Tempest repair log – AVG (main) board issue

Status: FIXED

Repair cost: $2 (questionable if part was really needed)


Symptom:  Game board exhibiting strange display behavior – random vectors scrolling back and forth across screen.  Game plays blind.

Diagnosis:  Problem located on AVG board.


  • 08/21/2010 – AUX board and cable verified good.  Tested individual boards on a working setup.  Problem is located on AVG board.
  • 08/22/2010 – Cleaned and reseated 5 socketed RAMs, the 2 vector ROMs, and the CPU.  Board now has no XY output voltage.
  • 08/24/2010 – Tested several chips in the vector generator data shifter section, which confirmed good.  Logic probe pointed to DAC-312 @ D10.  Replaced with no change.
  • 10/30/2010 – Began with game in test mode, no display.  Swapped CPU with known working 6502 and got a single blue vector on screen and activity on the slam switch (switches test screens) and long steady beep.  Confirmed activity on CPU pin 37 & 39.  Activity on E2 pin 1 & 2.  Confirmed ROM activity on the CS1 & CS2 lines.  Theory of operation doc said long steady beep in test mode points to bad vector ROMs.  Flip-flopped the ROMs (socketed) and test pattern appeared.  Adjusting X/Y position, linearity and BIP controls brought test pattern into view.  Went out of test mode and game worked.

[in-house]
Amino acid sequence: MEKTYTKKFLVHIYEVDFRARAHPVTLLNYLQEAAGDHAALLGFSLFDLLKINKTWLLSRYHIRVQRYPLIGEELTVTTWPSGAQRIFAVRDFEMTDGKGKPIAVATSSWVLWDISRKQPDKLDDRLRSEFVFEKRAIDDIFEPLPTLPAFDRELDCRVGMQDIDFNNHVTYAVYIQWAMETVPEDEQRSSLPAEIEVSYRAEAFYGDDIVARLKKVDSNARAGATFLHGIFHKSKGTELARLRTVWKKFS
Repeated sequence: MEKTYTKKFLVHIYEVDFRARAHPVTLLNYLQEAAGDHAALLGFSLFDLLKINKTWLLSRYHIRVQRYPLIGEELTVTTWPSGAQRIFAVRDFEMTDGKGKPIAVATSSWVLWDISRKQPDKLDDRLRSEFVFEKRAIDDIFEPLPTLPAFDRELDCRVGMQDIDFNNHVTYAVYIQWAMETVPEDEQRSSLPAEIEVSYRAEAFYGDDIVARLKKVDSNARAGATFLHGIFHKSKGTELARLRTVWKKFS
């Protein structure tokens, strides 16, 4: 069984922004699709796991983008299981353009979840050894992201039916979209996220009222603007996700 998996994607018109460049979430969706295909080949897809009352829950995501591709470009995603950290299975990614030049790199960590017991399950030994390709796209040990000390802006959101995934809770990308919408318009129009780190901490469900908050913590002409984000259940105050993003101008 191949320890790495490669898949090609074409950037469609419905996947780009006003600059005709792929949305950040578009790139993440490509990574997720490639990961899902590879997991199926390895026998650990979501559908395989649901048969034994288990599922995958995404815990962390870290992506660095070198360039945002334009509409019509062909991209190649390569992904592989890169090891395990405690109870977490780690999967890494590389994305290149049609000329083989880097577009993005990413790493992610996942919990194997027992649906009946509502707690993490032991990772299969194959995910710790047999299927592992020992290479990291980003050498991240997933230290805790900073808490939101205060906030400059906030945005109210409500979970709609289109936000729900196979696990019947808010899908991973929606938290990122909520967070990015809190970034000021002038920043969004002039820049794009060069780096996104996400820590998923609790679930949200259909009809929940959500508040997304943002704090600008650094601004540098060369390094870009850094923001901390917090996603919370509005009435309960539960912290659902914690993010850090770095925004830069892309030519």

Notes: DAC replacement could have had an effect, but hard to tell since game was dead – DAC outputs never changed, but inputs upstream were still bad at that point.   However, after the DAC replacement, I never saw the pattern shown in the video again. Original CPU was later confirmed good.  Bad/dirty sockets ended up being the culprit despite cleaning of chip legs and using contact cleaner before they were inserted into their respective sockets.

Sanyo EZV-20 monitor repair log – HV shutdown

Status: FIXED

Repair cost: About $18

KLOV Post:

Symptom:  Post-cap kit, monitor in HV shutdown, shakes, vertical collapse

Diagnosis: Voltage regulator bad?  Also could be B+ pot.


  • 7/23/2010 – After a cap kit, monitor went into HV shutdown shortly after being powered on.  B+ at 137v.
  • 9/24/2010 – Replaced Q901, IC601, VR601 (B+ pot).  Monitor now has the shakes (video). B+ sitting at 110-111v.
  • 2/6/2012 – Replaced TR402/TR403, monitor now has vertical collapse.
  • 2/12/2012 – VR354 is stuck at 18kOhm, and adjusting it does nothing, thinking pots might be bad?  Removed it, and once out, it tested good.